Sick of Grading (and not for the reasons you’d think)

The end of the school year brings lots of positive moments: students who show growth in being able to speak a new language, seniors with whom I’ve developed a connection who leave with hugs and tears, and a general ease and mutual feeling between teachers and students of needing to “tough it out” with the last few days of classes to survive final exams.  But this time of year also brings forward a situation that has finally driven me crazy enough to really thing about change.

Do we get extra credit for this?

Is there extra work I can do so that I can bring up my grade?

Will there be extra credit on the exam?

Is the review packet worth any points?

Can I drop a quiz score?

What???  I do give a few measly extra credit points for games that we play, and yes, we do play a lot of language games and competitions in class, but due to how I’ve weighted class activities and exams in my room as well as how few points I actually make that extra credit worth, it amounts to nothing, which I thought was what I’ve always wanted.

But I think I’ve created a monster here.  And I want to do something about it.  My students only do work when they think it’s worth points.  Where is the natural curiosity to learn and the desire to demonstrate what they’ve learned?  I think that I’ve squashed it by awarding points to everything and using extra credit to get students excited to participate.  And maybe there are other factors too (parents, you know you bribe your kids now and then, too, now).

So, being especially reflective as the year closes, I wanted to find some sources that addressed this issue of encouraging intrinsic motivation.  I found an excellent list of suggestions on a resource that I really recommend to any teachers out there, Te@chThought.

There are a few suggestions that I want to keep in mind when planning for school next year.  Here are some ideas that I’m tossing around, not sure yet if and what I’ll do next year.

1) Not grading homework (but checking it in to keep track of who’s keeping up with practice.)

2) No retesting* unless students have completed all of the homework in a unit.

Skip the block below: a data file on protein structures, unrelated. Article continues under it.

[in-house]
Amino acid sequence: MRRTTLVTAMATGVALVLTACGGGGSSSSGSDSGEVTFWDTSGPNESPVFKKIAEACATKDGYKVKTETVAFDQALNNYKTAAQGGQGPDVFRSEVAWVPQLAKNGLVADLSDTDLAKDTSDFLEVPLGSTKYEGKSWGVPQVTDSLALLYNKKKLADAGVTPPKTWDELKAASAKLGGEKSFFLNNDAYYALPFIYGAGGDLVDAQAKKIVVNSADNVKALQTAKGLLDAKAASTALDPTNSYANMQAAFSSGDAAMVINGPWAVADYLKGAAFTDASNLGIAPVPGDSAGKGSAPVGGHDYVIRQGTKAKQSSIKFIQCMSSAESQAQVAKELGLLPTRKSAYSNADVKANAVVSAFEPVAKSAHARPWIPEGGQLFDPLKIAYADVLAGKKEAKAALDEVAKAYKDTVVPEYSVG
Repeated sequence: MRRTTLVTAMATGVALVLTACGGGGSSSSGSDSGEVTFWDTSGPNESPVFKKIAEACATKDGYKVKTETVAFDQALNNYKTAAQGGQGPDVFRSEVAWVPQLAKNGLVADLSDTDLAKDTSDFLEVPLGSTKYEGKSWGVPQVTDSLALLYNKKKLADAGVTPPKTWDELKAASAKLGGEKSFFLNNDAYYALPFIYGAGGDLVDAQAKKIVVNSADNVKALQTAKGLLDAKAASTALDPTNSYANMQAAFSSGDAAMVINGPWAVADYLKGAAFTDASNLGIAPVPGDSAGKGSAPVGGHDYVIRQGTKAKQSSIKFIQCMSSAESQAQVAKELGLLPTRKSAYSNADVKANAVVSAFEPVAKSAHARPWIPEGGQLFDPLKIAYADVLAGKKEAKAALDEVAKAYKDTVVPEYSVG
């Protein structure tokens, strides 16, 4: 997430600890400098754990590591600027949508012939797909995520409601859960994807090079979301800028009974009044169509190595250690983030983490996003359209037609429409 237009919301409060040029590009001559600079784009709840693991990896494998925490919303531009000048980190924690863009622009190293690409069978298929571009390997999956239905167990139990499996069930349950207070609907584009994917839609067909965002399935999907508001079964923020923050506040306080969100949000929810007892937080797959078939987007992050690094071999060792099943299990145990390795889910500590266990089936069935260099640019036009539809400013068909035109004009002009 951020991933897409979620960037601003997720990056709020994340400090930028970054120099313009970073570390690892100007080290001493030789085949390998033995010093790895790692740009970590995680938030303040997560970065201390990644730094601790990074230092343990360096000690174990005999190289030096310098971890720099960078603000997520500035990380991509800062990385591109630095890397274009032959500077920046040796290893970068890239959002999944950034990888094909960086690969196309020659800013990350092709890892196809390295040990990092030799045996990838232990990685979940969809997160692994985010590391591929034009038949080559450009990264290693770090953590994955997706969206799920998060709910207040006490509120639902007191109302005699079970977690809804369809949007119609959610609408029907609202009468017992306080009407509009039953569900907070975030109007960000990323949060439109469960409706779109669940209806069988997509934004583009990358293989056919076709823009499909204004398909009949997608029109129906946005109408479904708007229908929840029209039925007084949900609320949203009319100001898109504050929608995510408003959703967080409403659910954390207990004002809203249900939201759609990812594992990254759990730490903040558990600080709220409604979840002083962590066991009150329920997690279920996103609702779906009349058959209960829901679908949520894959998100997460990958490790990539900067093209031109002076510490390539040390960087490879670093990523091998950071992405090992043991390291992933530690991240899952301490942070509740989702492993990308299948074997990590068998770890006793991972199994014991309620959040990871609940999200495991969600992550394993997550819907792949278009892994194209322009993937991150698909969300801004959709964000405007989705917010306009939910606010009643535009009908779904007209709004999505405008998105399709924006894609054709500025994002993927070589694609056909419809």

3) Possibly handing out practice work at the beginning of a chapter and having students pace themselves through the course of the unit. (I would be VERY nervous about having entire classes full of students do nothing if left to their own will to do homework, but this could push students to set a schedule for themselves and train themselves to build in practice.)

4) Sacrifice grammar and vocabulary to make room for culture.  It’s what interests the students and it’s why the students are learning the language, but I still have the bad habit of compartmentalizing culture as a separate theme, then running out of time to discuss it.  I need to make time for this.  Culture personalizes language and it’s at the core of what connects novice and expert language speakers.

5) Watch what I praise and offer the right kind of praise generously.  I need to pay attention to where I give acknowledgement.  Are they putting forth effort or courage in using the language?  Have they creatively used the language?  If so, I need to recognize it.

6) Create multiple skill assessments that students choose to take.  This is suggestion #20 from Te@achThought.  I like this idea, but I wonder how this would look.  There are four typical language skills (reading, writing, speaking, hearing/understanding), and ideally I want students to be able to do all four given any theme.  But I do like the idea of giving students choices in how they are assessed.  Maybe it’s possible for students to show me in lots of different ways that they’ve mastered a skill.

7) Help foster teamwork and peer-encouragement.  I think that I do this already, but I add this to my list of things to reconsider because I’ve been wanting to look into a system called Kagan that one of my colleagues swears by.  It provides a framework for grouping students to work together while building in space and time to encourage teacher-student praise and student-student praise.

So, this gives me quite a few things to think about.  But as I sit down to catch up on grades and think about the MANY requests for extra credit I’ll be receiving from students this year, I know that rethinking all of this is what I need to do.

This is the sheet I use to have students track their extra credit earned while playing games.  They get really excited to pull out their "feuille bleue" to log their wins.
This is the sheet I use to have students track their extra credit earned while playing games. They get really excited to pull out their “feuille bleue” to log their wins.  Hopefully next year  I can get them excited for other tasks, too, without needing this.

*At our school, 64% of the students’ grades are unit tests, 16% is class activities, and 20% is the semester final exam.  Students are judged most on whether or not they can master the concepts that we have selected as the most important to test them on as unit tests.

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